Dan Feldman

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Report: Spurs finalizing contract with Manu Ginobili

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Gregg Popovich started Manu Ginobili in the Spurs’ season-ending loss to the Warriors “out of respect,” and San Antonio fans gave him a sendoff befitting his great career.

But Ginobili isn’t retiring just yet.

Adrian Wojnarowski of ESPN:

Ginobili, who turns 40 later this month, is the NBA’s second-oldest player (after Vince Carter). They’ll be the first players to play an entire season in their 40s since Grant Hill and Kurt Thomas in 2012-13. The last player to play even 40 games in his 40s? Dikembe Mutombo.

Though there’s no guarantee with anyone at that age, Ginobili has a chance to match Mutombo’s late-career contributions. Ginobili remains a helpful reserve, using his incredible basketball intelligence to compensate for declining athleticism. He doesn’t get to the rim like he once did, but he’s a steadier 3-point shooter and still a crafty passer.

Ginobili earned a $14 million salary last season after the 76ers drove up his price. His production now isn’t worth that much, but he previously took discounts for the Spurs, who still hold his Bird Rights. So, they can pay him anything up to the max. We’ll see how they reward him in his potential swan song.

Paul Pierce wore Nets shorts to final Celtics signing

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Paul Pierce signed with the Celtics to retire, a nice moment.

He made it much more fun.

Jackie MacMullan of ESPN:

He showed up at his old haunt, the Boston Celtics practice facility in Waltham, Massachusetts, wearing a throwback Inglewood T-shirt and a pair of Brooklyn Nets basketball shorts.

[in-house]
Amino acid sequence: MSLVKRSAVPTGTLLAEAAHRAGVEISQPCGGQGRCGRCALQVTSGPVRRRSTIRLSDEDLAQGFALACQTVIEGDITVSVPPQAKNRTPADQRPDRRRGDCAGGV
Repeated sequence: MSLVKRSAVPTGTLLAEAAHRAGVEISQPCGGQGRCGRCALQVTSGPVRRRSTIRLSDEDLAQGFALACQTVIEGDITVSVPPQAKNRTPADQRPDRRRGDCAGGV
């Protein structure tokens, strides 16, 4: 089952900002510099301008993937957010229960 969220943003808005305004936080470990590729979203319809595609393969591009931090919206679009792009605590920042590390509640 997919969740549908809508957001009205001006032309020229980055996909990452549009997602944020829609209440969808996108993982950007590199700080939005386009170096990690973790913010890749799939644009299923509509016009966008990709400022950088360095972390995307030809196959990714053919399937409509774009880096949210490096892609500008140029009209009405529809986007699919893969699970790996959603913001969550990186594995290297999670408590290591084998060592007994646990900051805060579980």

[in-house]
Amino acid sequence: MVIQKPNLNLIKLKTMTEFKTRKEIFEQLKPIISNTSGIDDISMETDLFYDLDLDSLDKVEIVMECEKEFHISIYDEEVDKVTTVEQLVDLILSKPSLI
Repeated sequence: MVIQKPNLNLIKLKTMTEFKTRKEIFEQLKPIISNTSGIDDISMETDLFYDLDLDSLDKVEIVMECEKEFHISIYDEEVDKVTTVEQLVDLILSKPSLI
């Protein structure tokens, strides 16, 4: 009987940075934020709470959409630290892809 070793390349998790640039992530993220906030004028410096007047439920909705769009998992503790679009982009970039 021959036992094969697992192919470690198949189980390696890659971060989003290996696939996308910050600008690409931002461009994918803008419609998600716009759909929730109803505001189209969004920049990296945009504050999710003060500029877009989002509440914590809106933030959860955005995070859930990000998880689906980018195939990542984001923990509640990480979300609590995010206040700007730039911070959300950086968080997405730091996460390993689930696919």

“Hey Danny, see this?” said Paul Pierce, tugging at the silver and black of the Nets. “This is where you sent me!”

When the Celtics retire Pierce’s number, I hope Danny Ainge points out Jaylen Brown and Jayson Tatum to Pierce. Heck, I hope Ainge brings back James Young for the ceremony.

Report: Cavaliers were close to trading for Jimmy Butler on day they ousted David Griffin

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LeBron James is reportedly frustrated with the Cavaliers’ offseason.

It’s not just the moves the Cavs made, but the moves they didn’t – like trading for Jimmy Butler.

Perhaps, LeBron is being unreasonable. How often do teams as constrained as Cleveland was – deep into the luxury tax, multiple future first-round picks already owed, aging roster – trade for a relatively young star?

But the Cavaliers were pursuing Butler when they parted ways with general manager David Griffin, which certainly didn’t help their chances of nabbing the Bulls wing. Did dropping Griffin cost Cleveland getting Butler?

Jeff Zillgitt of USA Today: